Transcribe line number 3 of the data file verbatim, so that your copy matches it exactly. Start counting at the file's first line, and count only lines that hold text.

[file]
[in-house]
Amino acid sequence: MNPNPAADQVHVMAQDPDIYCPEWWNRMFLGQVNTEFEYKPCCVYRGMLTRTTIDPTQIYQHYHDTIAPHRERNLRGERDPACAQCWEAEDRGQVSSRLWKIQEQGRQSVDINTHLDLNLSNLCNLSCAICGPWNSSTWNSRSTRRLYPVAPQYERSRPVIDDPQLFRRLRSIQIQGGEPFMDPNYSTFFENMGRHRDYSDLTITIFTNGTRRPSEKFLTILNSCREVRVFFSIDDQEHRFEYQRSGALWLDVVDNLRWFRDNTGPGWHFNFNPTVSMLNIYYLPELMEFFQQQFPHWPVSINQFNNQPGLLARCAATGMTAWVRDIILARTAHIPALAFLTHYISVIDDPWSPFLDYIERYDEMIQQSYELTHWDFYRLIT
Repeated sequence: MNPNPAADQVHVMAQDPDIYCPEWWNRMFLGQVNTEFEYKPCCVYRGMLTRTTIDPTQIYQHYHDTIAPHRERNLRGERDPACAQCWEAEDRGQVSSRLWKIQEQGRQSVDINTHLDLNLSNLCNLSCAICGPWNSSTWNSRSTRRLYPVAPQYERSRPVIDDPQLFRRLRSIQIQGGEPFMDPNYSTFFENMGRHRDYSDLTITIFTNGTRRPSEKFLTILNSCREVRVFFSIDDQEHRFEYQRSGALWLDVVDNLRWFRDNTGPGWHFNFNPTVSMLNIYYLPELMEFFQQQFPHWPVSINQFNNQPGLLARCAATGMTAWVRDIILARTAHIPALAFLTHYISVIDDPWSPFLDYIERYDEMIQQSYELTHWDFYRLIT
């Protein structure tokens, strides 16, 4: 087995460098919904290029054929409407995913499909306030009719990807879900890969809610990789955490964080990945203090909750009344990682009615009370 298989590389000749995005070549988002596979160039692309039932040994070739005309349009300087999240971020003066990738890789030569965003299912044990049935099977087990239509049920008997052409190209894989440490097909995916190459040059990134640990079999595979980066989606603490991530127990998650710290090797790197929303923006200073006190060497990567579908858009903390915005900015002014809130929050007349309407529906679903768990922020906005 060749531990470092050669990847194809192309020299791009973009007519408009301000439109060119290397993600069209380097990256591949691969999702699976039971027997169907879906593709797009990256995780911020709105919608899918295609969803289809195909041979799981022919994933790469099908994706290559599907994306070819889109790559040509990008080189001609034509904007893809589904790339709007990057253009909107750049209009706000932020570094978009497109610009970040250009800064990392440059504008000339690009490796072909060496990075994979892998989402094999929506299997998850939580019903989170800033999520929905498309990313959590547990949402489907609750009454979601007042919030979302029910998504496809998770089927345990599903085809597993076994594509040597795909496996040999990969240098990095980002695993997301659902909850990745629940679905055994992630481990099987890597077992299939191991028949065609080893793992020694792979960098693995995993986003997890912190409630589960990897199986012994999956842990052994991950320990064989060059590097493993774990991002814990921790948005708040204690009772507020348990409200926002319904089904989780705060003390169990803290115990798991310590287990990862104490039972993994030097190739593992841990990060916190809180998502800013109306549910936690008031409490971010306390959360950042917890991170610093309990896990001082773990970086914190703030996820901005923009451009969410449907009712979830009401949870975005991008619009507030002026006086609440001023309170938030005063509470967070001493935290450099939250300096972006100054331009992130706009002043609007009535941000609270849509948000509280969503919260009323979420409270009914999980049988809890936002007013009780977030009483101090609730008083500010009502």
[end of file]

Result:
Repeated sequence: MNPNPAADQVHVMAQDPDIYCPEWWNRMFLGQVNTEFEYKPCCVYRGMLTRTTIDPTQIYQHYHDTIAPHRERNLRGERDPACAQCWEAEDRGQVSSRLWKIQEQGRQSVDINTHLDLNLSNLCNLSCAICGPWNSSTWNSRSTRRLYPVAPQYERSRPVIDDPQLFRRLRSIQIQGGEPFMDPNYSTFFENMGRHRDYSDLTITIFTNGTRRPSEKFLTILNSCREVRVFFSIDDQEHRFEYQRSGALWLDVVDNLRWFRDNTGPGWHFNFNPTVSMLNIYYLPELMEFFQQQFPHWPVSINQFNNQPGLLARCAATGMTAWVRDIILARTAHIPALAFLTHYISVIDDPWSPFLDYIERYDEMIQQSYELTHWDFYRLIT